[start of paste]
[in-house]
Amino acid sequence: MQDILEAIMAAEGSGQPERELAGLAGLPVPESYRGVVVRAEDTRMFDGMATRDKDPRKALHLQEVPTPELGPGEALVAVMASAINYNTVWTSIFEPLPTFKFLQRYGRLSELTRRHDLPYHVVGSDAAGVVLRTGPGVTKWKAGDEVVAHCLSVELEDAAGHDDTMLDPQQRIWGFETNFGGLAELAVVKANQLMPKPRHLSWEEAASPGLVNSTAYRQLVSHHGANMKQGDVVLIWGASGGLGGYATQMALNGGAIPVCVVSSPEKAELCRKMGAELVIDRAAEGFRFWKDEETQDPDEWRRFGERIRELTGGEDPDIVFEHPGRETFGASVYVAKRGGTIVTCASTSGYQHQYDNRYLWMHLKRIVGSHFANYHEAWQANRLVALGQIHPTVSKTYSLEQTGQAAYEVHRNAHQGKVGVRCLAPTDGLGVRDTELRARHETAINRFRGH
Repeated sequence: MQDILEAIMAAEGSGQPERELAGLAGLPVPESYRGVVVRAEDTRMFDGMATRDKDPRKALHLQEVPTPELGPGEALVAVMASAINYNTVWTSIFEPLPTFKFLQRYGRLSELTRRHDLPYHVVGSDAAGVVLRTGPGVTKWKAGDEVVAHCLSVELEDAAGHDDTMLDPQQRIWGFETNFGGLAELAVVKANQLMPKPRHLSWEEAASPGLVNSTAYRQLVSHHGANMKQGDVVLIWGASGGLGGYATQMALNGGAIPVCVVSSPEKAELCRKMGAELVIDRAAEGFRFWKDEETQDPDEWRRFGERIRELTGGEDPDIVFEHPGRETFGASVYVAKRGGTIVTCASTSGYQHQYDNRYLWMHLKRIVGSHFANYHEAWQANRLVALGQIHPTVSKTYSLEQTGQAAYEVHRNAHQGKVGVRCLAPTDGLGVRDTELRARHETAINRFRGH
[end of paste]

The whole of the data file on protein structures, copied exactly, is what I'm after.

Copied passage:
[in-house]
Amino acid sequence: MQDILEAIMAAEGSGQPERELAGLAGLPVPESYRGVVVRAEDTRMFDGMATRDKDPRKALHLQEVPTPELGPGEALVAVMASAINYNTVWTSIFEPLPTFKFLQRYGRLSELTRRHDLPYHVVGSDAAGVVLRTGPGVTKWKAGDEVVAHCLSVELEDAAGHDDTMLDPQQRIWGFETNFGGLAELAVVKANQLMPKPRHLSWEEAASPGLVNSTAYRQLVSHHGANMKQGDVVLIWGASGGLGGYATQMALNGGAIPVCVVSSPEKAELCRKMGAELVIDRAAEGFRFWKDEETQDPDEWRRFGERIRELTGGEDPDIVFEHPGRETFGASVYVAKRGGTIVTCASTSGYQHQYDNRYLWMHLKRIVGSHFANYHEAWQANRLVALGQIHPTVSKTYSLEQTGQAAYEVHRNAHQGKVGVRCLAPTDGLGVRDTELRARHETAINRFRGH
Repeated sequence: MQDILEAIMAAEGSGQPERELAGLAGLPVPESYRGVVVRAEDTRMFDGMATRDKDPRKALHLQEVPTPELGPGEALVAVMASAINYNTVWTSIFEPLPTFKFLQRYGRLSELTRRHDLPYHVVGSDAAGVVLRTGPGVTKWKAGDEVVAHCLSVELEDAAGHDDTMLDPQQRIWGFETNFGGLAELAVVKANQLMPKPRHLSWEEAASPGLVNSTAYRQLVSHHGANMKQGDVVLIWGASGGLGGYATQMALNGGAIPVCVVSSPEKAELCRKMGAELVIDRAAEGFRFWKDEETQDPDEWRRFGERIRELTGGEDPDIVFEHPGRETFGASVYVAKRGGTIVTCASTSGYQHQYDNRYLWMHLKRIVGSHFANYHEAWQANRLVALGQIHPTVSKTYSLEQTGQAAYEVHRNAHQGKVGVRCLAPTDGLGVRDTELRARHETAINRFRGH